As we drag our sleds through the town we turn into an older neighborhood, nestled along the ridge of the mountain steps. All the houses loom over us as we patter down the cobblestone street. Built at the turn-of-the-century, they have all the trappings of the once-wealthy, aristocratic life. Many of them have not been well kept up, but some still have deep blue trims and tiles or ivy growing in heart-shaped patterns around red-framed windows. And they are all covered in snow. I can almost hear the sound of music and laughter from balls and dinner parties that must have happened in those homes a century ago. It feels strange to be standing right outside them, like walking below giants that have been frozen in time. They look like gingerbread houses. No, they look like my nightlight.

The apartment comes into view and I can almost smell the lunch that is waiting for us. In those final steps home, I think about how strange it is that we spend so much time trying to fit in when the most beautiful things in the world are the things that stand out.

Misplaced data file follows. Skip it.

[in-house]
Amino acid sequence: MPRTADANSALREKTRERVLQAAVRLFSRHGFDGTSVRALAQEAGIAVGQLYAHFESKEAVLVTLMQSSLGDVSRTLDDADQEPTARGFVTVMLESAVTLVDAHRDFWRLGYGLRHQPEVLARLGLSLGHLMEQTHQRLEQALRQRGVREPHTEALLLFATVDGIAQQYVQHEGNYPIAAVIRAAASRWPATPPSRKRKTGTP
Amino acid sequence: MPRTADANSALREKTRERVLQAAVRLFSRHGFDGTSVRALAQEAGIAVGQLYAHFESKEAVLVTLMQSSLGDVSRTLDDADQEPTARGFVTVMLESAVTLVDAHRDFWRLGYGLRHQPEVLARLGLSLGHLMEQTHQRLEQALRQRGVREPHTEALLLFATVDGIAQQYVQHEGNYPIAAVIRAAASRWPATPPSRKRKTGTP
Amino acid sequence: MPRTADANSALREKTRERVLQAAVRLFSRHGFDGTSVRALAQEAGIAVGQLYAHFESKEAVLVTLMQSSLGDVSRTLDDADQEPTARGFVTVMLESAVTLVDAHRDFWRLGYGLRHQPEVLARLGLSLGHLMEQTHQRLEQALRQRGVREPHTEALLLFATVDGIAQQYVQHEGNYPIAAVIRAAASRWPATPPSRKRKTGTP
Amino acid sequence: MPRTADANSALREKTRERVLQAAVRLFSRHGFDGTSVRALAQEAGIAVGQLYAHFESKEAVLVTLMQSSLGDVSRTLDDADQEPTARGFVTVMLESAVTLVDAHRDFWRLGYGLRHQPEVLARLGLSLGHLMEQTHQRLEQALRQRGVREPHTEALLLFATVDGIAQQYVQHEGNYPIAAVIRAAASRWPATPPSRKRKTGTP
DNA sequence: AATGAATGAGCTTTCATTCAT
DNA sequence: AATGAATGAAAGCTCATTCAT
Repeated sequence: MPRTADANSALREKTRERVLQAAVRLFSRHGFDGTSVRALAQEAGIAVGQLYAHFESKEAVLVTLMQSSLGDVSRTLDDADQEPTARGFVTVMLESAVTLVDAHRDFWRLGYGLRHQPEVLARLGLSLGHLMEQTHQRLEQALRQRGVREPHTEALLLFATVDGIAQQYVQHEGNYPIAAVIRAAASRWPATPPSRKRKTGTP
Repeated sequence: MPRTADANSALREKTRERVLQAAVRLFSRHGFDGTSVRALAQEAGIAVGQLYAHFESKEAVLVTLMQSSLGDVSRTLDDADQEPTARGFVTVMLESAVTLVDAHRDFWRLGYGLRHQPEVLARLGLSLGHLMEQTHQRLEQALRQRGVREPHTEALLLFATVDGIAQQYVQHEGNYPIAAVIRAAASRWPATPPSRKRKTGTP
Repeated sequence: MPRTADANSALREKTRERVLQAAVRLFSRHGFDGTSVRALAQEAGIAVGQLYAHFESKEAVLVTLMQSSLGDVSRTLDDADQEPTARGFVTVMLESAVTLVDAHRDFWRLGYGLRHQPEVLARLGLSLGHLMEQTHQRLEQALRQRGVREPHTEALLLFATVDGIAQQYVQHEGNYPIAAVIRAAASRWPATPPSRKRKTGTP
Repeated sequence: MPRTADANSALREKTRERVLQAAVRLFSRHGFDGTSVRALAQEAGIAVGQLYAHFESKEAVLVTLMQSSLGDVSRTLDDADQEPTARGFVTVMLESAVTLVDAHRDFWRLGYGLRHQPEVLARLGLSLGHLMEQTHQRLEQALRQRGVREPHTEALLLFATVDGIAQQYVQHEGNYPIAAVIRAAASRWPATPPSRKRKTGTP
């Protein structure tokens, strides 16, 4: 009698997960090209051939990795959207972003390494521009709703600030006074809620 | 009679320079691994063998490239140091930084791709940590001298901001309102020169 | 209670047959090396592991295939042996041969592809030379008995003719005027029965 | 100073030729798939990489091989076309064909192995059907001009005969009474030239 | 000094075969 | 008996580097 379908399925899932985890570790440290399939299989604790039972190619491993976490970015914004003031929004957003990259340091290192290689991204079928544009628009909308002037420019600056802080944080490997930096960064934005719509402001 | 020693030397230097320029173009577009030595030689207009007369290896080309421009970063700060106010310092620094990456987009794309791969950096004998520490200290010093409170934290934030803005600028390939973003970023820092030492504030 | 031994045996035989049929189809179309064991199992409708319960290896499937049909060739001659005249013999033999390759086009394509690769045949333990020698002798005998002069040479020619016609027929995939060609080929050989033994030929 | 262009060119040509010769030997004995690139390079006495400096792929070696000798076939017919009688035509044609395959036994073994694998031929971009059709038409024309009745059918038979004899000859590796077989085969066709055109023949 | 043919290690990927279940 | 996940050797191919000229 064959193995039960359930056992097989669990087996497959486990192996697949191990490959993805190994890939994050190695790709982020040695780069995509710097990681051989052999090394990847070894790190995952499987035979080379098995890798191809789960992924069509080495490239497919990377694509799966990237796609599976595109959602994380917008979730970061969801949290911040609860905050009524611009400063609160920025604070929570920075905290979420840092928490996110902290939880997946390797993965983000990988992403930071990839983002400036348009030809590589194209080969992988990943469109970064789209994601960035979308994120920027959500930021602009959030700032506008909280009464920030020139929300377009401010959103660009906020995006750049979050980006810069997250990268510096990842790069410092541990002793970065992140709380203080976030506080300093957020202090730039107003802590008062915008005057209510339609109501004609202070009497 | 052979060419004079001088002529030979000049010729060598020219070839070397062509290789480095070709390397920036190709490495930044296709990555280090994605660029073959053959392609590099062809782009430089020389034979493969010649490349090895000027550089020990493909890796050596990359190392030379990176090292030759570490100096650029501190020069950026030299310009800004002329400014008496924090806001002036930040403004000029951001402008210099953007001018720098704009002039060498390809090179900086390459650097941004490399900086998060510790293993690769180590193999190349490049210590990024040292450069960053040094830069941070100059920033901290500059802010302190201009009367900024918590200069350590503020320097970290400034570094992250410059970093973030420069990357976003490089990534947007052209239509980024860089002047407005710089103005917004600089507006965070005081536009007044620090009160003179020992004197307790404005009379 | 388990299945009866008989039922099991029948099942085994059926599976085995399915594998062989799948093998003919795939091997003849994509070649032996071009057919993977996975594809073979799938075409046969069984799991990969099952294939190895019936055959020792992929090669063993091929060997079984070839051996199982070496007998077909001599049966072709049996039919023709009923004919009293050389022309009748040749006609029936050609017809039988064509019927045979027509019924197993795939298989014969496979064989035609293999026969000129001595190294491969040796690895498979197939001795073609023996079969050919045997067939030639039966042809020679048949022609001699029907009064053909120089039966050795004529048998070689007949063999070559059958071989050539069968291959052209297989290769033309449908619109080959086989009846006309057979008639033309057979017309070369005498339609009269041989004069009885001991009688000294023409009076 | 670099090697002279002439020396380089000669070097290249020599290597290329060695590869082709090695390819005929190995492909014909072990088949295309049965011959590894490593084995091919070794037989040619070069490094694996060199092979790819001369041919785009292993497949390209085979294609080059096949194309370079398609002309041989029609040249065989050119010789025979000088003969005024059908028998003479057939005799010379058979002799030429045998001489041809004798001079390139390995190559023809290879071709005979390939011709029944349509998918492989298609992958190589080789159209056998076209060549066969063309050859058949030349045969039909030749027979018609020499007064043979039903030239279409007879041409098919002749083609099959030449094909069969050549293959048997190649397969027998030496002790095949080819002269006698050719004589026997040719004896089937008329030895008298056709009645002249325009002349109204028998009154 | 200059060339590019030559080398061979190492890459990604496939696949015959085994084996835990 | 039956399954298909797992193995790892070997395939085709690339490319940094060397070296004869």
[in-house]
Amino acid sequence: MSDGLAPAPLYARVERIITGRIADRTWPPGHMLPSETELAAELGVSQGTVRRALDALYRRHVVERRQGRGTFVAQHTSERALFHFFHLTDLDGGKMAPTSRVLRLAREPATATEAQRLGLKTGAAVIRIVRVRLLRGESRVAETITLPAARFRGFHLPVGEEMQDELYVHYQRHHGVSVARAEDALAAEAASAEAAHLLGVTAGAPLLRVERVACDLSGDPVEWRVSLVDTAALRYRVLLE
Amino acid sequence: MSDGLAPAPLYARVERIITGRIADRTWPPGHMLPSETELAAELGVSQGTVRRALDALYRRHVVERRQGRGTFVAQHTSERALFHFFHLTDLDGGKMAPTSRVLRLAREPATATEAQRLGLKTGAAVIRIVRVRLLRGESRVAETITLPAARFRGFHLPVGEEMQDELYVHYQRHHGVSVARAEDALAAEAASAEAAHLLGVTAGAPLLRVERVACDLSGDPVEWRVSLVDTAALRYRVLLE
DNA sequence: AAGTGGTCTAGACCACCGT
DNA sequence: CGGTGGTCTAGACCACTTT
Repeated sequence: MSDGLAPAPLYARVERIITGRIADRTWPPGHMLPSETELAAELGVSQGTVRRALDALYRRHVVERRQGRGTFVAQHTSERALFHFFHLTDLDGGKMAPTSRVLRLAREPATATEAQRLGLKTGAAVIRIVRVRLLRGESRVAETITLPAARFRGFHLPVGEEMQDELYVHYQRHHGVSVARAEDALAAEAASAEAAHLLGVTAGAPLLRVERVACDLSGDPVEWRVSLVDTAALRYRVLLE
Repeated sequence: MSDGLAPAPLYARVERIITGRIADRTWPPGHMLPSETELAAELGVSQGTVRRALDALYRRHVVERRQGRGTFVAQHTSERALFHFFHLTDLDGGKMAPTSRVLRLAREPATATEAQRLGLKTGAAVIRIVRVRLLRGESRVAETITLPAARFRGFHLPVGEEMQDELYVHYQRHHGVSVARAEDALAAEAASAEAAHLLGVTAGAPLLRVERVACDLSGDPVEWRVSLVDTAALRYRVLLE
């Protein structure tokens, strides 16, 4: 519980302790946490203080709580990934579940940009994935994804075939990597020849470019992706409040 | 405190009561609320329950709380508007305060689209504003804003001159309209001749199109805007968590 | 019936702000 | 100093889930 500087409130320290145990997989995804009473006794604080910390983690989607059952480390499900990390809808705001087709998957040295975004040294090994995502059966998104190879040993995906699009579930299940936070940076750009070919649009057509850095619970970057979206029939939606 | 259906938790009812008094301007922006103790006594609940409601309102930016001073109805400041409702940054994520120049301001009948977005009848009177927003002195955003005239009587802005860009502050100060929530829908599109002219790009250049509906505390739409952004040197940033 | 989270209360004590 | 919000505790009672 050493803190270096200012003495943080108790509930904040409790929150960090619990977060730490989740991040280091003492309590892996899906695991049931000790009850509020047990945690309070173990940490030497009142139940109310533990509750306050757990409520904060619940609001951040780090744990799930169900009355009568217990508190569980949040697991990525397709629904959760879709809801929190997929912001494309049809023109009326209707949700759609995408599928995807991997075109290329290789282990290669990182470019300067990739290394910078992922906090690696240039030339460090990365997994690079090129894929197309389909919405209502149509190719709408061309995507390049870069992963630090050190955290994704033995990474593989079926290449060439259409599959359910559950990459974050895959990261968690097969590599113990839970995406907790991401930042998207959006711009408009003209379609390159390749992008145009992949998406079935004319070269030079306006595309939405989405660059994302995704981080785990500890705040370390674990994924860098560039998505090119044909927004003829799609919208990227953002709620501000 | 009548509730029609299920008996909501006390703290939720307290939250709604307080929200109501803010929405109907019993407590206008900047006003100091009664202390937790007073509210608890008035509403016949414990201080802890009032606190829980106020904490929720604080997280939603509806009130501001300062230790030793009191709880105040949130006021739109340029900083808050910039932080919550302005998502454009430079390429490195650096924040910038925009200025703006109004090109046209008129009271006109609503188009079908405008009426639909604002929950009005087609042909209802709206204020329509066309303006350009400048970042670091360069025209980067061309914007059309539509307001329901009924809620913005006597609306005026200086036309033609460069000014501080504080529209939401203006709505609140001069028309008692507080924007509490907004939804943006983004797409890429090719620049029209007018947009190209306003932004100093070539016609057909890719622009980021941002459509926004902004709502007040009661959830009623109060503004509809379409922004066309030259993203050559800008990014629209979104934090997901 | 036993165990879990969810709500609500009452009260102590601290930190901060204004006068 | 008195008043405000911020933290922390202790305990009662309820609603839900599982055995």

I think it’s okay to march to the beat of a different drum. In fact, I think that’s what we’re called to do. As Christians in a world where most people will fundamentally not understand our perspective on living, we must look a bit like elephants in the snow. But I’m okay with people gawking through the cracks at me if it also means that they’re reminded of some place warmer. I’d be honored to be the mountain tower that people see and think of heaven, even if it means feeling out of place on earth. I don’t mind sitting next to the toothbrushes if I can be a light for someone in the dark.